Since so many people are scattered all over the globe these days, meeting in person is becoming more and more difficult. The written word, while convenient with our present day email technology still leaves itself with a lot of subjective interpretation. For example you could write, “I didn’t say you stole the money” and if you read that you could interpret it many different ways.
Did I mean…
- “I” didn’t say you stole the money.” Meaning it was not I that said it but implying that someone else said it. Or did I mean…
- I didn’t “SAY” you stole the money. I could have implied it without SAYING you did. Or did I mean…
- I didn’t say “YOU” stole the money. Meaning I said someone stole the money but did not say it was you. Or did I really mean…
- I didn’t say you “STOLE” the money. Maybe I implied you borrowed it and would be putting it back in the cash draw. Or I could have meant
- I didn’t say you stole the “MONEY”. Implying you stole something but it was not the money.
Well if this same message was communicated via a video there would be no misunderstanding.
Fortunately today we have many ways of communicating via video. There are Network Marketing companies that market video email. Many Internet providers have video email included in their service. Then there is Skype and numerous other similar services that allow you to communicate with another party via a video conferencing in real time. The I-Phones offer face-time and Twitter has teamed up with Periscope which allows for a one way video communication from you to many followers and that message can be accessed for the next 24 hours.
Communicating through video also extends from just communicating among friends and family to actually giving a sales presentation to sell your product or service. It is very simple and easy and low cost to craft sales presentations with a simple I-Phone or HD Camcorder or even a movie mode on a digital camera. The production does not have to be a costly one with professional lighting and expensive sound boards and expensive microphones. Let’s say you want to get a simple sales message out to your potential customers or even a training video to your sales team. Simply pay attention to a few basic elements and you can have a pretty nice production.
- Lighting: To hold the attention of the viewing audience you must have good lighting so the viewer can clearly see the facial expressions of the presenter.
o Use a well-lighted area using warm incandescent bulbs if possible and avoid fluorescent lighting if you have the option, and if during the day try to take advantage of natural daylight.
o Watch out for backlight, where the lighting behind the person speaking either bleaches out the shot or causes the aperture to constrict making the subjects faces look dark.
o If filming outdoors make sure the sun is behind the person shooting the video and not behind the speaker or the speakers face will be dark. If you must have the sun behind the speaker then use a reflector to bounce sunlight on the face of the presenter and eliminate any shadows on their face.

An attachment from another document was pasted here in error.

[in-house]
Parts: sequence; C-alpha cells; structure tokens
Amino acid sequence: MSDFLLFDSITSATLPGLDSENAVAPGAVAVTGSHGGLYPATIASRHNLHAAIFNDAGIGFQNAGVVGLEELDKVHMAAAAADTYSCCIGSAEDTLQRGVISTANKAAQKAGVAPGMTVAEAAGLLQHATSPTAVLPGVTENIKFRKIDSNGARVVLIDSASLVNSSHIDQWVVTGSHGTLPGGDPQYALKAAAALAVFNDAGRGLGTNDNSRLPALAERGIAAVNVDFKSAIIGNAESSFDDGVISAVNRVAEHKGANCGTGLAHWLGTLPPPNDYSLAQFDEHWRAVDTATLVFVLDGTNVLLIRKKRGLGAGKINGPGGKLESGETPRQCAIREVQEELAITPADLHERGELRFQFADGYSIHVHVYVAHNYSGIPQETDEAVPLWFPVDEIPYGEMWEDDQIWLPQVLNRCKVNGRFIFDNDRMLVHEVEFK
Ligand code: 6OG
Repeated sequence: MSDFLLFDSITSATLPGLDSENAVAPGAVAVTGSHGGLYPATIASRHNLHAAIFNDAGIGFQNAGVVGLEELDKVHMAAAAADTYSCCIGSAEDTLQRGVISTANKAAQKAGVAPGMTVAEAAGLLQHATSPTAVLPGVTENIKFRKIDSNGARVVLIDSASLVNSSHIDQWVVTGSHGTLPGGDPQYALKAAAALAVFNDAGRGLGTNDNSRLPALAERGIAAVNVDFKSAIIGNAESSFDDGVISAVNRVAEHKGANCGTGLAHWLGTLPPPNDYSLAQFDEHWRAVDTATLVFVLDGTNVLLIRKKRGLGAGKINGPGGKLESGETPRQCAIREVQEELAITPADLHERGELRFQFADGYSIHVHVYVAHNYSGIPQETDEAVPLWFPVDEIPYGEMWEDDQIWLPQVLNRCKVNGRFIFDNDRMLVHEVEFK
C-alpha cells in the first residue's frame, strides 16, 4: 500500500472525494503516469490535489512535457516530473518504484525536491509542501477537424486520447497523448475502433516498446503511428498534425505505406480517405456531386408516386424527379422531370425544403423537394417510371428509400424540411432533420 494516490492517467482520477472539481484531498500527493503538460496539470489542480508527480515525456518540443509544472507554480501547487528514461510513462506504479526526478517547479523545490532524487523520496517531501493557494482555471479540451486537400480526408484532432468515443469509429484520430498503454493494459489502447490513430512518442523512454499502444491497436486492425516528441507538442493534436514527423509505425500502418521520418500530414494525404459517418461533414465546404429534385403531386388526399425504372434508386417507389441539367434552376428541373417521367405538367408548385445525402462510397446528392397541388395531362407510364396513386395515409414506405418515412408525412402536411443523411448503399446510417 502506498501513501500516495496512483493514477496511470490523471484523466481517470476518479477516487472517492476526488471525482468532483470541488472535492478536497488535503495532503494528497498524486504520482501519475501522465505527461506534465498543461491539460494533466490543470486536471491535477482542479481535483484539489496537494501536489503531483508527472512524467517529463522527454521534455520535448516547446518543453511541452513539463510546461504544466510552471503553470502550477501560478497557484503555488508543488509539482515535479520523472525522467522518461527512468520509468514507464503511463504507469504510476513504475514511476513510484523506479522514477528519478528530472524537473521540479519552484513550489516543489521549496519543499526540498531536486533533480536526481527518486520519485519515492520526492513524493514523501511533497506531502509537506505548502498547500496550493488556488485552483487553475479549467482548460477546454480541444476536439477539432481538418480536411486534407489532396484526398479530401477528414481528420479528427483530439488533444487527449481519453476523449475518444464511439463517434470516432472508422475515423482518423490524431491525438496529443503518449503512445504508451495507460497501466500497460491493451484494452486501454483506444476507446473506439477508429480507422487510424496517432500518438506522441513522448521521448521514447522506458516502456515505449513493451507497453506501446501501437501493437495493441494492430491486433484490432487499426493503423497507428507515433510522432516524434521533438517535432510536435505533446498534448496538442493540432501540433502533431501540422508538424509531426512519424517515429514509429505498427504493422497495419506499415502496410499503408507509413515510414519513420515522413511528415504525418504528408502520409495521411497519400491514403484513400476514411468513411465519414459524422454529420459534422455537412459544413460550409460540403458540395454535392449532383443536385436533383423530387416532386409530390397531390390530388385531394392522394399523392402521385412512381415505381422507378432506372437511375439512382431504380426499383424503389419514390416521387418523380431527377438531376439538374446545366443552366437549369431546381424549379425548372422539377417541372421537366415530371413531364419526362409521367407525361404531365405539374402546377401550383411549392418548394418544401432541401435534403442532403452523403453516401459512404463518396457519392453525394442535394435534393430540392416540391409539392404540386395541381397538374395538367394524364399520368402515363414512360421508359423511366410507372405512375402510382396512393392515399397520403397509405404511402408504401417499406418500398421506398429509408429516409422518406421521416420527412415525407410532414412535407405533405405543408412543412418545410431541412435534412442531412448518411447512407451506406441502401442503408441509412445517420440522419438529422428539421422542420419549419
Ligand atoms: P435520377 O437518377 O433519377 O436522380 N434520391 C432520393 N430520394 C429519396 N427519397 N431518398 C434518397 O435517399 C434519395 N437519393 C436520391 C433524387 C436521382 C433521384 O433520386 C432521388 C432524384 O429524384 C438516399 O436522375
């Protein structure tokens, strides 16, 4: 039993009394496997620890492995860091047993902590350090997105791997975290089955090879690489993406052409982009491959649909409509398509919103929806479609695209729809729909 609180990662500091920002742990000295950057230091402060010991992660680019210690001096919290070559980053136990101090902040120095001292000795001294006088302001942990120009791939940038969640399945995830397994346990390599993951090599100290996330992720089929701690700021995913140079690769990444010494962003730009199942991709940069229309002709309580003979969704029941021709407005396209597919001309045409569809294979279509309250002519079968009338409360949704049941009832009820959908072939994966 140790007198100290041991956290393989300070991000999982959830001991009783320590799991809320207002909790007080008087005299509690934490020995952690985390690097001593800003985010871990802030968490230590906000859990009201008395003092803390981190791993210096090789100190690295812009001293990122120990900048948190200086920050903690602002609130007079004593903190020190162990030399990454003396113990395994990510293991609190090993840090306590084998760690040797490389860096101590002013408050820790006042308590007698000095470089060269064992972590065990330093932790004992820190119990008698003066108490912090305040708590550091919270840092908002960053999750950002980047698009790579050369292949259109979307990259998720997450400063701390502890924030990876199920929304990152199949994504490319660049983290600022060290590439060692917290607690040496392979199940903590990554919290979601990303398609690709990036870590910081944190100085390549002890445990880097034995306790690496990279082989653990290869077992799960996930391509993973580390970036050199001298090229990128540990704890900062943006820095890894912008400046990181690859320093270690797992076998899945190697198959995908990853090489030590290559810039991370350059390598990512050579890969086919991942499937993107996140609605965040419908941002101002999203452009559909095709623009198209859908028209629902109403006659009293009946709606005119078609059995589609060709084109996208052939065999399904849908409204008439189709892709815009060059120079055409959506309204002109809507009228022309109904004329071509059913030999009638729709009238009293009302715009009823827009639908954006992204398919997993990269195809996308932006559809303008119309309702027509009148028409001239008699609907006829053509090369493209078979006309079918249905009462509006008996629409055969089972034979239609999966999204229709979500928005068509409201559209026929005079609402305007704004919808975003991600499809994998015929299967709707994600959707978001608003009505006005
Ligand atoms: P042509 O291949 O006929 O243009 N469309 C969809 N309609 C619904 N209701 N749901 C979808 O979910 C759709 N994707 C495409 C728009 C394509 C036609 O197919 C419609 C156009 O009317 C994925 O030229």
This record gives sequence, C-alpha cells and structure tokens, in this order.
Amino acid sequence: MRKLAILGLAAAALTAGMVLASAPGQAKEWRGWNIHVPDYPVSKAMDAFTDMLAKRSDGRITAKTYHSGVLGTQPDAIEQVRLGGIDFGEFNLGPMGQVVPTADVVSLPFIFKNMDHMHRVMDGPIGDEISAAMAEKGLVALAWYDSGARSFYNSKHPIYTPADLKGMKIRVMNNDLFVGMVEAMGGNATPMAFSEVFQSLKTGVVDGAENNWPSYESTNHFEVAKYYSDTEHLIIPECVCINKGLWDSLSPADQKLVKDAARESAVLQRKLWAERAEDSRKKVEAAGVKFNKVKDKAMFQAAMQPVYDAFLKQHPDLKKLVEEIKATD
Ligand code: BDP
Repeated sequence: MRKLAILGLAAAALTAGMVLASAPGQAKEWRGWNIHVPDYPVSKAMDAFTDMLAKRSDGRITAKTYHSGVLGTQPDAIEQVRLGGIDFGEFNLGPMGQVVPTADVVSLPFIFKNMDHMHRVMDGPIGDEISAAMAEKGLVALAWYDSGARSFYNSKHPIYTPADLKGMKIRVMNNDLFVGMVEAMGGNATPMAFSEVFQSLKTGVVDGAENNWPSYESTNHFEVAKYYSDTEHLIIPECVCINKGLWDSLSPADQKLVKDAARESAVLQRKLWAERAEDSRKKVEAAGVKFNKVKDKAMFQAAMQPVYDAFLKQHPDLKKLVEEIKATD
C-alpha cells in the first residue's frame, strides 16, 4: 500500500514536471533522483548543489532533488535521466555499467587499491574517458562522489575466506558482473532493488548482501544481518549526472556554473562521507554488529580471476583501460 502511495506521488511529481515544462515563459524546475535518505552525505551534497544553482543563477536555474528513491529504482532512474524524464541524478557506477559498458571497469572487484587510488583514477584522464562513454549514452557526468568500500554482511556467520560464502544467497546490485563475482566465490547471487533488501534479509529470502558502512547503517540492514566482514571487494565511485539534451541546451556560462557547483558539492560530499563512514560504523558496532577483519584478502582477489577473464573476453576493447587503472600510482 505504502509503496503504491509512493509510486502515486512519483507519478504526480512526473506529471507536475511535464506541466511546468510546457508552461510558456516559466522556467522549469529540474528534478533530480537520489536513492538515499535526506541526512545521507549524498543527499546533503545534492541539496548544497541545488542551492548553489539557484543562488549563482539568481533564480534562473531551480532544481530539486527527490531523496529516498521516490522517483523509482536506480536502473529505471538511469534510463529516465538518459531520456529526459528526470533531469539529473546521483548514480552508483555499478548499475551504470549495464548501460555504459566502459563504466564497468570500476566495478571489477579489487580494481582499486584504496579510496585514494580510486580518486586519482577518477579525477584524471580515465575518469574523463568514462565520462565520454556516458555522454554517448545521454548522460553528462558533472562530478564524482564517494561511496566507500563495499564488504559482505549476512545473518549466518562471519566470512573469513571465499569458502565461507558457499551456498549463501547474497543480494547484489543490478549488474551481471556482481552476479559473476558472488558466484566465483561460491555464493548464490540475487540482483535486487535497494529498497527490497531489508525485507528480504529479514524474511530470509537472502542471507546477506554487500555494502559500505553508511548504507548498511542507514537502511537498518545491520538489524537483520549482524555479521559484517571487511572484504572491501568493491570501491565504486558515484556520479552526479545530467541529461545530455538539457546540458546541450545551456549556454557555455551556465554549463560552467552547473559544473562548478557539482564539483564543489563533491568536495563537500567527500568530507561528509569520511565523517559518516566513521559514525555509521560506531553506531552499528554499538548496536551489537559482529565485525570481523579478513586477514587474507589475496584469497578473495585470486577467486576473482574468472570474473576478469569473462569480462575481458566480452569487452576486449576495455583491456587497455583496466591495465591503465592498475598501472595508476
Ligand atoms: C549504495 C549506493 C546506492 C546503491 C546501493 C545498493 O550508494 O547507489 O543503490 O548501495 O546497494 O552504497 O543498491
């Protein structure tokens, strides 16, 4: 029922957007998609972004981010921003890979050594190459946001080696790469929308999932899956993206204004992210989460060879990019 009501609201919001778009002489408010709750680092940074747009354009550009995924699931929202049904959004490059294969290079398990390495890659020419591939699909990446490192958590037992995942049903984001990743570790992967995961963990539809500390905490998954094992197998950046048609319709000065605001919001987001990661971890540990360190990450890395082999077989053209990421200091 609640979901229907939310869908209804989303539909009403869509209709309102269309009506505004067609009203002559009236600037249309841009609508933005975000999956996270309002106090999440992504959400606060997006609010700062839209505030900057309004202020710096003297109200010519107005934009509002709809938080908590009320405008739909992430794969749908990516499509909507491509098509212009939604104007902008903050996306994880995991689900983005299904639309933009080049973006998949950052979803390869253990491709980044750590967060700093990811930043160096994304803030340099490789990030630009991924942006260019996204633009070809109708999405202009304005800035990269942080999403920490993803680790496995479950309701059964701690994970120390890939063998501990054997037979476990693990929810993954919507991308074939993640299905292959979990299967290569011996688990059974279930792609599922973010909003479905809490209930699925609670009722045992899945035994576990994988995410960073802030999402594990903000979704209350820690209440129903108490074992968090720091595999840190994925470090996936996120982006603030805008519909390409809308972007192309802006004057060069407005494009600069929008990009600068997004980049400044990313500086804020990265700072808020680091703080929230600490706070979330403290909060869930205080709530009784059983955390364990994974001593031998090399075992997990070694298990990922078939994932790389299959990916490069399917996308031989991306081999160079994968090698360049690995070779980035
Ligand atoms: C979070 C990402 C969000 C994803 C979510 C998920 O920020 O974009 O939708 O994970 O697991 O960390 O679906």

- Audio: To hold the attention of the listener/viewer it is important to have good audio. Remember this is an audio-visual presentation and unless the viewer is a lip reader they are listening to the talk as well as watching. There is nothing more distracting to a video presentation than poor audio.
o Even if you are doing the filming on an I-Phone then purchase an inexpensive microphone that can clip on you clothing and plug directly into your I-Phone. They are available on Amazon for under $20 (although you can pay up to $100 for real professional audio.)
o Same holds true for using a camcorder or digital camera; an inexpensive microphone for under $20 with a 20 foot connector cable that plugs into the camcorder can do wonders for the audio quality.
- Content: With the plethora of information available on the internet your content or presentation must be of value to the listener or potential purchaser for them to continue to watch the video.
- Strategy: You just can’t talk for 10 or 20 minutes. You must have a carefully thought out plan of what to say and when to say it that will progressively draw them in and capture their attention all the way to the end of the presentation.
o The Hook: You must grab their attention in the first 8 to 10 seconds if you want them to watch the entire presentation. One good way to get their attention and to also interrupt their train of existing thought is to ask them a question in the first 10 seconds. A question that will pique their curiosity and cause them to want to continue watching to her the answer or find out the solution to their problem.
o The Promise: Usually a FREE offer to be announced at the end, so they will watch the entire presentation to see what the free offer is all about.
o Third Party Testimonial: Have a friend who has used your product come on a tell the audience how this product or service changed their life and how much they love they product and tell the audience they will love it too.
o The Call to Action: The entire sales presentation video is a waste of time if there is not a ‘call to action’ at the end, (unless it was planned just to be an awareness video).
o Rare: Offer only a limited number or what you are selling at this special price.
o Exclusive: Let your audience know that this exact item is not available anywhere else other than you at this time.
o Time sensitive: Have a time limit on this particular offer that expires in a certain time frame.
o Value: “If the value is high enough then the cost does not count.” Offer several free ebooks or MP3 Audio’s in addition to what you are selling if they place their order right now.
So, lights, (You can use the sun), camera, (you can use your I-Phone), and ACTION… that’s you. You are the Director, and the Actor. No one can tell your story better than you. If the story gets told, the product gets sold.
So stat filming, and start telling your story.